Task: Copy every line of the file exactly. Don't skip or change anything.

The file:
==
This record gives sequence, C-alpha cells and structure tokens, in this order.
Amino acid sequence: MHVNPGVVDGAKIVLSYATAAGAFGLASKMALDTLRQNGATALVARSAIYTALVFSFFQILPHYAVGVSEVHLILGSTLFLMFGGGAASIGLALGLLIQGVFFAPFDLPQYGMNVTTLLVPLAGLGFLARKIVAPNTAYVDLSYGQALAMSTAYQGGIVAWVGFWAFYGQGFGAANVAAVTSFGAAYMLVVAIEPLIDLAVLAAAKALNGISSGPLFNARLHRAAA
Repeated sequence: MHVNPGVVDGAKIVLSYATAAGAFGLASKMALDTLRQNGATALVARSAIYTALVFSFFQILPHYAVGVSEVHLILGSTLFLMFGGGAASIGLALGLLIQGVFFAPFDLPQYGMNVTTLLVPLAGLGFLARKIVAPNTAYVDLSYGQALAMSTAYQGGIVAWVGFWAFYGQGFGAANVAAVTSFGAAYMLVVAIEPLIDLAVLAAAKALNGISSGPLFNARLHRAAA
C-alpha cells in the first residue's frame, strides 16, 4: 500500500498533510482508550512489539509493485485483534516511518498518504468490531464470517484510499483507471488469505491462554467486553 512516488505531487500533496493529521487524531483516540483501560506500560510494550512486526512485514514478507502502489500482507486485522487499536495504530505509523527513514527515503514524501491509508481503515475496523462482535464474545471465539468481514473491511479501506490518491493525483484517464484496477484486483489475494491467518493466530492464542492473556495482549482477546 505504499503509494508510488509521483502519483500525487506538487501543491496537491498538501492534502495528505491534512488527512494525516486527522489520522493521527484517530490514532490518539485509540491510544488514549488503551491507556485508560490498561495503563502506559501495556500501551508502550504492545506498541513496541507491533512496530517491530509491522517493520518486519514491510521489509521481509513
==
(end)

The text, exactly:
This record gives sequence, C-alpha cells and structure tokens, in this order.
Amino acid sequence: MHVNPGVVDGAKIVLSYATAAGAFGLASKMALDTLRQNGATALVARSAIYTALVFSFFQILPHYAVGVSEVHLILGSTLFLMFGGGAASIGLALGLLIQGVFFAPFDLPQYGMNVTTLLVPLAGLGFLARKIVAPNTAYVDLSYGQALAMSTAYQGGIVAWVGFWAFYGQGFGAANVAAVTSFGAAYMLVVAIEPLIDLAVLAAAKALNGISSGPLFNARLHRAAA
Repeated sequence: MHVNPGVVDGAKIVLSYATAAGAFGLASKMALDTLRQNGATALVARSAIYTALVFSFFQILPHYAVGVSEVHLILGSTLFLMFGGGAASIGLALGLLIQGVFFAPFDLPQYGMNVTTLLVPLAGLGFLARKIVAPNTAYVDLSYGQALAMSTAYQGGIVAWVGFWAFYGQGFGAANVAAVTSFGAAYMLVVAIEPLIDLAVLAAAKALNGISSGPLFNARLHRAAA
C-alpha cells in the first residue's frame, strides 16, 4: 500500500498533510482508550512489539509493485485483534516511518498518504468490531464470517484510499483507471488469505491462554467486553 512516488505531487500533496493529521487524531483516540483501560506500560510494550512486526512485514514478507502502489500482507486485522487499536495504530505509523527513514527515503514524501491509508481503515475496523462482535464474545471465539468481514473491511479501506490518491493525483484517464484496477484486483489475494491467518493466530492464542492473556495482549482477546 505504499503509494508510488509521483502519483500525487506538487501543491496537491498538501492534502495528505491534512488527512494525516486527522489520522493521527484517530490514532490518539485509540491510544488514549488503551491507556485508560490498561495503563502506559501495556500501551508502550504492545506498541513496541507491533512496530517491530509491522517493520518486519514491510521489509521481509513